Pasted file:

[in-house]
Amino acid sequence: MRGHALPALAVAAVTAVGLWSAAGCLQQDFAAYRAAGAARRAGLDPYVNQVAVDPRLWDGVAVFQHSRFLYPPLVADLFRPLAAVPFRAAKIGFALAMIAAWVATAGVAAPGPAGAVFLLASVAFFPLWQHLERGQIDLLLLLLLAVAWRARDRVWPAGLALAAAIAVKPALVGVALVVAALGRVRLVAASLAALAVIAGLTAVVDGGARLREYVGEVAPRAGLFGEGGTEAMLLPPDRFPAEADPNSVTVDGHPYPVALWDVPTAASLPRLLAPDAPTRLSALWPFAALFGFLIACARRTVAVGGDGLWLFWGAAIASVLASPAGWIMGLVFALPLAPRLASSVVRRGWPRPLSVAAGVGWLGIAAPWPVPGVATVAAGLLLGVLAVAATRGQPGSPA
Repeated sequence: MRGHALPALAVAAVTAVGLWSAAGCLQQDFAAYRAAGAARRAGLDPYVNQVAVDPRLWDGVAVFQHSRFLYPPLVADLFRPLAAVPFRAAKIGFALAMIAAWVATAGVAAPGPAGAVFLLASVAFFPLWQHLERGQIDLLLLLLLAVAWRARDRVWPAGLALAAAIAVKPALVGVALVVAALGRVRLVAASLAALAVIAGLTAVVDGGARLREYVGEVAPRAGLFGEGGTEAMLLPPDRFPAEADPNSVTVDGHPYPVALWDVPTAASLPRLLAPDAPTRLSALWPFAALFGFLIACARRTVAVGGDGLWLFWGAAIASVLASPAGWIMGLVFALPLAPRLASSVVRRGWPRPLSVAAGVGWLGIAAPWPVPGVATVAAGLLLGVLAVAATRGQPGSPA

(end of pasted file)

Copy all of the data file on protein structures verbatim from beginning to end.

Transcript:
[in-house]
Amino acid sequence: MRGHALPALAVAAVTAVGLWSAAGCLQQDFAAYRAAGAARRAGLDPYVNQVAVDPRLWDGVAVFQHSRFLYPPLVADLFRPLAAVPFRAAKIGFALAMIAAWVATAGVAAPGPAGAVFLLASVAFFPLWQHLERGQIDLLLLLLLAVAWRARDRVWPAGLALAAAIAVKPALVGVALVVAALGRVRLVAASLAALAVIAGLTAVVDGGARLREYVGEVAPRAGLFGEGGTEAMLLPPDRFPAEADPNSVTVDGHPYPVALWDVPTAASLPRLLAPDAPTRLSALWPFAALFGFLIACARRTVAVGGDGLWLFWGAAIASVLASPAGWIMGLVFALPLAPRLASSVVRRGWPRPLSVAAGVGWLGIAAPWPVPGVATVAAGLLLGVLAVAATRGQPGSPA
Repeated sequence: MRGHALPALAVAAVTAVGLWSAAGCLQQDFAAYRAAGAARRAGLDPYVNQVAVDPRLWDGVAVFQHSRFLYPPLVADLFRPLAAVPFRAAKIGFALAMIAAWVATAGVAAPGPAGAVFLLASVAFFPLWQHLERGQIDLLLLLLLAVAWRARDRVWPAGLALAAAIAVKPALVGVALVVAALGRVRLVAASLAALAVIAGLTAVVDGGARLREYVGEVAPRAGLFGEGGTEAMLLPPDRFPAEADPNSVTVDGHPYPVALWDVPTAASLPRLLAPDAPTRLSALWPFAALFGFLIACARRTVAVGGDGLWLFWGAAIASVLASPAGWIMGLVFALPLAPRLASSVVRRGWPRPLSVAAGVGWLGIAAPWPVPGVATVAAGLLLGVLAVAATRGQPGSPA